More importantly, the government must continue mitigating the transmission of the virus, which can be only done through the protection of vulnerable groups and ensuring that citizens adhere to public health measures. The vaccine must be seen as a mid to long-term solution, and the policymakers must steer clear of creating a narrative that the virus is defeated before the vaccine even arrives.
Covid-19 pandemic had a major impact on international travel and mobility, which has not just impacted the tourism sector but also businesses. It has become mandatory for travelers to get a Covid-19 RT-PCR test before international travel. As the vaccine becomes available in more and more countries, it will eventually become a requirement for travelers to carry a “vaccine passport” with them, which will ensure that they have been vaccinated and hence they can travel freely. As we look towards post-Covid-19 economic recovery, ensuring vaccination will become important.
An important first step is to establish a national level parliamentary committee that will deal with the selection, procurement, distribution, and storage of the vaccine and operate through sub-committees on specific areas. The special committee should focus on coordination among the provinces and centre while working in coordination with the NCOC and SAPM Health and must in-clude experts from the field of virology.
Through consultations with scientists, doctors, and experts, the government should make use of the allocated money to place advance orders of the vaccine from the above mentioned candidates. Delay on this will further push Pakistan down on the list of the producers as more and more countries are placing advance orders.
Pakistan lacks a policy around the issue of vaccine and biotechnology. Policymakers should consult with experts in the field to create a policy and create incentives through policy changes for pharmaceutical industries to pursue local vaccine production, which will be even more integral in the future to fulfil the needs of a growing Pakistani population.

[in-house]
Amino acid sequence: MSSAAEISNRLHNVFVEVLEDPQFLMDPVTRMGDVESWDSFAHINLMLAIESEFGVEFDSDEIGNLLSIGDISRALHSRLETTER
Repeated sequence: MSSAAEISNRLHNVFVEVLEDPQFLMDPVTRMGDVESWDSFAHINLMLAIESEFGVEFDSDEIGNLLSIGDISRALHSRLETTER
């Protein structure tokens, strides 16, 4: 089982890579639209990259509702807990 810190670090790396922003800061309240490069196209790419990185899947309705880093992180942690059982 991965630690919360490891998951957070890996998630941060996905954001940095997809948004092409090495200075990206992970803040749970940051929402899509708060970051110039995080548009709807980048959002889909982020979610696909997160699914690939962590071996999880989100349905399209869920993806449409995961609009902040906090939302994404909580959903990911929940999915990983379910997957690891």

The government should very carefully focus on trust-building mechanisms which can increase public trust and acceptance towards the forthcoming vaccine. Such a behaviour-change strategy is necessary, given the country’s experience with vaccination and current false narratives regarding Covid-19 itself. Awareness campaigns which focus on debunking conspiracies and also build on the experience with the polio campaign must be broadcasted across multiple channels to enhance acceptance. Coherence in public messaging by the government is extremely essential.
This material has been developed by Tabadlab in partnership with DRI. It has been funded by UK aid from the UK government; however, the views expressed do not necessarily reflect the UK government’s official policies.
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[ii] Al Jazeera. Bahrain becomes second country to approve Pfizer COVID-19 vaccine. 4 December 2020.
[iii] Basharat, Rahul. Pakistan to get around 20m doses of COVID-19 vaccine. 18 November 2020.
[iv] BBC. Covid-19: Chinese vaccine ‘successful in mid-stage trials. 18 November 2020.
[v] Chandna, Himani. Sputnik V Covid vaccine likely to be available for supply by next month, says Russia’s RDIF. 1 December 2020.
[vi] Das, Krishna N. Exclusive: India-made COVID-19 vaccine could be launched as early as February – government scientist. 5 November 2020.
[vii] DAWN. Pakistan hopes to procure Covid-19 vaccine by first quarter of 2021: Dr Faisal Sultan. 01 December 2020.
[viii] DAWN. Tax exemption for 61 items for vaccine approved. 18 November 2020.
[ix] DAWN. Is Pfizer’s vaccine the answer to Pakistan’s Covid-19 problem? 13 November 2020.
[x] Debinski & Winkleman. The Graphic Truth: Who’s buying up the COVID vaccines? 4 December 2020.
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[xvi] Latif, Aamir. Pakistan to start COVID-19 vaccination drive in April. 2 December 2020.
[xvii] Moderna. “Moderna Announces Primary Efficacy Analysis in Phase 3 COVE Study for Its COVID-19 Vaccine Candidate and Filing Today with U.S. FDA for Emergency Use Authorization.” 30 November 2020.
[xviii] NPR. Why Poorer Countries Aren’t Likely To Get The Pfizer Vaccine Any Time Soon. 11 November 2020.
[xix] PT. Janssen begins second Phase III Covid-19 vaccine trial . 16 November 2020.
[xx] Reuters. UAE announces emergency approval for use of COVID-19 vaccine. 14 September 2020.
[xxi] The Moscow Times. Russia’s Sputnik V Coronavirus Vaccine ‘Reasonably Effective’ – British Experts. 30 November 2020.